As confirmation hearings begin on Senator Jeff Sessions becoming the next Attorney General, it is enlightening to hear what he has said on H-1b visas. In an interview published in 2016 for Breitbart, Sessions made claims such as “over half of US STEM grads can’t find jobs”; “IT wages have not gone up since 2000” and, “there is no shortage of skilled workers in the U.S.” Check out the full story here.
In the first week of the new Congress, Rep Issa (R-CA) re-introduced a bill HR 170 designed to reform the H-1b program. The key component in the bill would raise the dependency exemption from $60,000 to $100,000. This same bill previously failed at the Committee level in 2016. It is expected that this will be but, the first, of bills introduced to change the H-1b visa program.
Recently the USCIS published new regulations which have far reaching implications for international workers. HLG will be hosting 3 individual teleconferences to cover the various subjects included. Please check out the link here and register and pass along to any friends or colleagues that may be interested.
Although much of the immigration related Trump campaign for Presidency focused on “building a wall” and other enforcement issues, he did make some far-reaching comments such as “the H-1b visa should be eliminated” only to back track on that position later. He has surrounded himself with some immigration advisers, most notably, Senator Sessions who are not only opponents of illegal immigration but, also widespread critics of legal immigration. We must keep in mind not to believe everything we hear but, as information comes out about President-elect Trump’s immigration team and his planned policies on legal immigration, we will share them here. We will also share articles of interest that discuss the impact on IT staffing in general. Today’s article comes from Staffing Talk.
Mike Hammond will be a speaker at the TechServe Alliance Annual Conference on Amelia Island, Nov 3rd-5th. Mike will be part of a legal panel focusing on compliance for IT and engineering staffing firms that will be part of the Fri afternoon session. He will be a facilitator at the opening session, Ultimate National Meet-Up on Thurs. and will host an industry “expert” lunch roundtable on Sat. If you are attending, please make sure you attend one of his events.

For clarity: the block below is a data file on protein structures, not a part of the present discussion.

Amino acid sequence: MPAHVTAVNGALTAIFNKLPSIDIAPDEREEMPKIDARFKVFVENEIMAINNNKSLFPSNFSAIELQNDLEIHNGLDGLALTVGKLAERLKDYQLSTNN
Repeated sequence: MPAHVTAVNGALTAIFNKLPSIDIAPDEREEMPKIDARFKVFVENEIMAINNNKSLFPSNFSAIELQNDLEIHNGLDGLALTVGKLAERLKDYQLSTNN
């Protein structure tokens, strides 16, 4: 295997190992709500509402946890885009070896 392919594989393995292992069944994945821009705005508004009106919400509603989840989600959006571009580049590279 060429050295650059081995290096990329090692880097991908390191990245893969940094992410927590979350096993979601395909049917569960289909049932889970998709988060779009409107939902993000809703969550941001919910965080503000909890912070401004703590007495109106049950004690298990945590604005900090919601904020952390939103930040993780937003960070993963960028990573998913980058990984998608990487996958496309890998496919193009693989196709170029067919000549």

Late last week, the Department of State (DOS) released the October Visa bulletin. This visa bulletin was particularly anticipated since it was the first bulletin of the new fiscal year. Unfortunately, it did not deliver much in the way of positive news. On the positive side, it did wipe out much of the “short-term” retrogression that raised its head in the EB1 and EB2 categories in Aug and Sept. but, the “Dates for Filing Chart” which is viewed as a predictor of movement for the upcoming fiscal year, fell short of expectations. A comparison of the Dates for Filing chart from Oct 2015, show further retrogression in the EB2 categories for China and India and no movement forward for India EB3. EB3 for the Philippines and all other countries are the only 2 categories with notable advancement. A legislative fix remains sorely needed but, with the ‘build a fence” radicals in charge of both the Senate and the House, no relief is in sight.
The Department of State (DOS) has released the September Visa Bulletin. The Dates for Filing chart remained unchanged however, once again, the USCIS has determined not to honor the dates for I-485 filings. The Final Action Dates chart was largely unchanged however, the EB3 category for the Philippines, India and all other countries showed slight forward movement. The DOS also announced that it has made the final calculation for FY 2016 preference limits and the Employment based limit was 140,338 with the per country limit set at 25,644. We are expecting better news in the October bulletin however, legislative relief for retrogression is baldy needed.